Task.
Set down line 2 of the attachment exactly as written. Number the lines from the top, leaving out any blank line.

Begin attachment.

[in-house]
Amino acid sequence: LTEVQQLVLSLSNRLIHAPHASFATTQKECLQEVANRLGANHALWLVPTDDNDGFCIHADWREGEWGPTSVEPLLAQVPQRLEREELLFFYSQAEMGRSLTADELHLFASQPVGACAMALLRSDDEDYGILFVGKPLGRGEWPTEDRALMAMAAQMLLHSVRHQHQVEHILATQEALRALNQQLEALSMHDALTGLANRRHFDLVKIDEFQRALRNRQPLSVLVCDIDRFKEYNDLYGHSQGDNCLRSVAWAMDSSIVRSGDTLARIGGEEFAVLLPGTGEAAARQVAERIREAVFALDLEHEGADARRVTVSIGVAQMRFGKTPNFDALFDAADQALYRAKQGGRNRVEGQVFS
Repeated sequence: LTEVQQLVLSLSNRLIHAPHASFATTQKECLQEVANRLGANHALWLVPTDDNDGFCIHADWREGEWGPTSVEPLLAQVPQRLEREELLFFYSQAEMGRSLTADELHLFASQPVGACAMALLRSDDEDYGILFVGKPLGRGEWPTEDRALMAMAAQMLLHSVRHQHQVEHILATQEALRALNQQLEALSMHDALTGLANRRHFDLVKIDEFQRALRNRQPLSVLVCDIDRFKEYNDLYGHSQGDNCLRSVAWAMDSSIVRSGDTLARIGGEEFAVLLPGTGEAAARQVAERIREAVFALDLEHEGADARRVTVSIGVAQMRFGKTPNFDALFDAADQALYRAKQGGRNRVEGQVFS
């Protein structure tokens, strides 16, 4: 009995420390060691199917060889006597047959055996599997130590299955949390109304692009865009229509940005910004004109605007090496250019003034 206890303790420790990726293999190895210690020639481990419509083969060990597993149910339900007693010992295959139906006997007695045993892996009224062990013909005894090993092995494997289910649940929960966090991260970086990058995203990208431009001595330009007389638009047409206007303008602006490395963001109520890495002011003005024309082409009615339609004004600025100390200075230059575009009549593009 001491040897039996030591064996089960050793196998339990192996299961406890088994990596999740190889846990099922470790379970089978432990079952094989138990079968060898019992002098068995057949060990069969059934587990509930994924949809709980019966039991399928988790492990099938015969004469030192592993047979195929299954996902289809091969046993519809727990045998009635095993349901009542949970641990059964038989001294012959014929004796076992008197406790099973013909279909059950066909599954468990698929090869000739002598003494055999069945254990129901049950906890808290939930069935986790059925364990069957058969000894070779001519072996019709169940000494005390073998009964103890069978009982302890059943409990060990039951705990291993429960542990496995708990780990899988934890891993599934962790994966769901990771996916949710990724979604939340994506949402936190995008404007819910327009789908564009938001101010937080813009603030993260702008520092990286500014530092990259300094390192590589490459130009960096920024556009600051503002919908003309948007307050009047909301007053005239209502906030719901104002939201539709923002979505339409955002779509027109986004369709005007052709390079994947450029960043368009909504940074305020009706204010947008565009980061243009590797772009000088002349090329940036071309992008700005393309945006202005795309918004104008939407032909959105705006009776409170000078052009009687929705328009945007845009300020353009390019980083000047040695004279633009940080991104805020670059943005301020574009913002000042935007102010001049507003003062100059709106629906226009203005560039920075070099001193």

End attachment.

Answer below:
Amino acid sequence: LTEVQQLVLSLSNRLIHAPHASFATTQKECLQEVANRLGANHALWLVPTDDNDGFCIHADWREGEWGPTSVEPLLAQVPQRLEREELLFFYSQAEMGRSLTADELHLFASQPVGACAMALLRSDDEDYGILFVGKPLGRGEWPTEDRALMAMAAQMLLHSVRHQHQVEHILATQEALRALNQQLEALSMHDALTGLANRRHFDLVKIDEFQRALRNRQPLSVLVCDIDRFKEYNDLYGHSQGDNCLRSVAWAMDSSIVRSGDTLARIGGEEFAVLLPGTGEAAARQVAERIREAVFALDLEHEGADARRVTVSIGVAQMRFGKTPNFDALFDAADQALYRAKQGGRNRVEGQVFS